And for so many of my students and me, that way in is called RAIN. The name is an acronym that stands for the four steps of Recognize, Allow, Investigate, and Nurture. Working with these four steps has given me—and can give you—a reliable way to find healing and freedom right where you are in the midst of emotional pain. 

As you’ll see, these steps are easy to learn, and they can be a lifeline in moments when you feel stressed, fearful, reactive, and confused. These same steps, revisited, again and again, build internal resilience and trust in your own wise, awakening heart. They will help you respond to life in a way that expresses the truth and depth and spirit of who you are.

Not Enough Time

One of the places I most often get caught is in the trance of “not enough time.” I know I’m not alone; many of us speed through the day, anxiously crossing tasks off the list. This often comes hand in hand with feeling beleaguered, annoyed at interruptions, and worried about what’s around the corner.

One day several years ago, I was in last-minute mode and madly sifting through my disorganized files, trying to find material for my evening talk on loving-kindness. Much like the files, my mind was cluttered and chaotic. As I was searching, my 83-year-old mother popped into my office and began telling me about an article she’d seen in The New Yorker. She often stopped by for a casual chat.

But seeing that I was busy and distracted, she simply laid the magazine down on my desk and left. As she retreated, something in me just stopped, and I was struck by the reality that she wouldn’t always be around for these shared moments. And then I was struck again: Here I was, ignoring my mom and mentally scurrying around to compose a talk on love!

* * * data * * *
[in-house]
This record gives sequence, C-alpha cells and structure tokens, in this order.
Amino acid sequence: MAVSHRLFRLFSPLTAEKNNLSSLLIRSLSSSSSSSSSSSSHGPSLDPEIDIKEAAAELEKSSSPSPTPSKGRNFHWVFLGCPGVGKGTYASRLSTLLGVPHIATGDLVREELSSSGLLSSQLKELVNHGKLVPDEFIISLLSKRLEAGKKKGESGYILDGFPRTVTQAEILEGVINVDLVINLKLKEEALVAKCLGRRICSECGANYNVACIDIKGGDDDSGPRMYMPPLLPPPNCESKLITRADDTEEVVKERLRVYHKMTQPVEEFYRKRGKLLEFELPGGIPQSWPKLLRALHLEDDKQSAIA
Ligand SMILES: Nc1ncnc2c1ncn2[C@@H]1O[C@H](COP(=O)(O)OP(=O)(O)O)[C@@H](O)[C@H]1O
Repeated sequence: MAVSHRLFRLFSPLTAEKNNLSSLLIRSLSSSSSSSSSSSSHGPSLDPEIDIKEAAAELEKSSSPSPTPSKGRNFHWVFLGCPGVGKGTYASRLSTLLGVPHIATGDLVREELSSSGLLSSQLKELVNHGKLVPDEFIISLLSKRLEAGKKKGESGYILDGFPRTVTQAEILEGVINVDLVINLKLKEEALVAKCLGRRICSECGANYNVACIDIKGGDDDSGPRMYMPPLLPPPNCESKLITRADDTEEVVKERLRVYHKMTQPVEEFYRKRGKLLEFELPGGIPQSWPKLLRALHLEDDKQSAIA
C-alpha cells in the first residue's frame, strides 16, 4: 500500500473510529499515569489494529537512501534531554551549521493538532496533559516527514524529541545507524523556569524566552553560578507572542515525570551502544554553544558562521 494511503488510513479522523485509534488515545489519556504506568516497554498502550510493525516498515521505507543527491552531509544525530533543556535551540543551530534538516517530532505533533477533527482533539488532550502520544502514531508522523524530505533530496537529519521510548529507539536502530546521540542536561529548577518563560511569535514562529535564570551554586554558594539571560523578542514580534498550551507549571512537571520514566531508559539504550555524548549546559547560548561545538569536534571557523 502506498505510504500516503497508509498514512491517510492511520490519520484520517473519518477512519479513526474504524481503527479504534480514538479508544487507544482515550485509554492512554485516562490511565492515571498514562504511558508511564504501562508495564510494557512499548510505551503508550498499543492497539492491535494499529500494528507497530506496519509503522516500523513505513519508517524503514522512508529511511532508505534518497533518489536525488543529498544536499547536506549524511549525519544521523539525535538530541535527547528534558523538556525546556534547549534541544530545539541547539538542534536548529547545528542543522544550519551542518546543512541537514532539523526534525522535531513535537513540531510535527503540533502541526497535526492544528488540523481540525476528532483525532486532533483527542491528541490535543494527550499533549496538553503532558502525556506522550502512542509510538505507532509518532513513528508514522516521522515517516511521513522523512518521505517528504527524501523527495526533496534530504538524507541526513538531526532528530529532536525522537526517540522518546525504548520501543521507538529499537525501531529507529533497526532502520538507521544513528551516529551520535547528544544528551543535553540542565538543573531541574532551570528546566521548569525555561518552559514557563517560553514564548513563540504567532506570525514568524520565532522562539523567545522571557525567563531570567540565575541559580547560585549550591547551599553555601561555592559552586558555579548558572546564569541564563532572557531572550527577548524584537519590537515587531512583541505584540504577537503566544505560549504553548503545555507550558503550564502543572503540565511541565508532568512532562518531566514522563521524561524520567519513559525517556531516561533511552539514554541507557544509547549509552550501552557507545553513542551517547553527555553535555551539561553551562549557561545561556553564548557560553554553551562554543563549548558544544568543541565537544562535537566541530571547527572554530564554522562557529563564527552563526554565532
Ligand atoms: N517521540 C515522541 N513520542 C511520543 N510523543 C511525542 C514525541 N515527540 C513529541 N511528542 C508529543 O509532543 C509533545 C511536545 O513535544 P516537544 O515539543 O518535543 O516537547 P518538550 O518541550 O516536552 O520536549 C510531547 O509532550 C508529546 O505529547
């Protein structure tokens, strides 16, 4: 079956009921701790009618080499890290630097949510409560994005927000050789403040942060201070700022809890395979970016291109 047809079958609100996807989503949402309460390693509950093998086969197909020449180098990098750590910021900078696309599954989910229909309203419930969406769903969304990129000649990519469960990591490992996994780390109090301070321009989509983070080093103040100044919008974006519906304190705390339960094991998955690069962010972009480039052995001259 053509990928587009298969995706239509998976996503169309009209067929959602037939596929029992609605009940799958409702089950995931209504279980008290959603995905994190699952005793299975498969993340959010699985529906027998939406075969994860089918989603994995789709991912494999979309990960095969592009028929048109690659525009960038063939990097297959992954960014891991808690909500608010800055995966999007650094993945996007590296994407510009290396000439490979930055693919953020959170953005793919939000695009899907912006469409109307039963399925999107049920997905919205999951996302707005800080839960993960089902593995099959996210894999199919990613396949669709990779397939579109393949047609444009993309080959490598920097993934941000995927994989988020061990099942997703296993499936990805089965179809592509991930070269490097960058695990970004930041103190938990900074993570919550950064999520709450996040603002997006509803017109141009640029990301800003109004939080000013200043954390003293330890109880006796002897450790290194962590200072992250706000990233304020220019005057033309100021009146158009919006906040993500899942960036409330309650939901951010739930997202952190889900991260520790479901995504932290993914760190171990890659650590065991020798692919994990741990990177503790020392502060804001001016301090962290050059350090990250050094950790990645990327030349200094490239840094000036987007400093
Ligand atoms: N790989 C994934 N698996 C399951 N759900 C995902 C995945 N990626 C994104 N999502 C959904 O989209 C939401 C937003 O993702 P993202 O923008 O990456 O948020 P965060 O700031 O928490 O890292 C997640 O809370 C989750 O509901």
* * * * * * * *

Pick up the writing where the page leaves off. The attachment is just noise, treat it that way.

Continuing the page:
It wasn’t the first time I was jarred by forgetting what mattered. During that first year my mom lived with my husband and me, I felt squeezed by the additional demands on my time. Often when we had dinner together, I’d look for the break in the conversation when I could excuse myself and get back to work.

On errands or trips to doctor appointments, rather than enjoying her company, I’d be fixated on how quickly we could get everything done. Our time together often felt obligatory: She was lonely, and I was the main person around. Many times, I felt guilty. And then when I’d slow down some, I also felt a deep sadness.

A Pause for Practice

That afternoon in my office, I decided to pause and call on RAIN to help me deal with my anxiety about being prepared. I sat down in a comfortable chair and took a few moments to gather myself before beginning.

The first step was simply to Recognize (R) what was going on inside me—the swirling anxious thoughts and guilty feelings.

The second step was to Allow (A) what was happening by breathing and letting be. I didn’t like what I was feeling, but my intention was not to fix or change anything and not to judge myself for feeling anxious or guilty.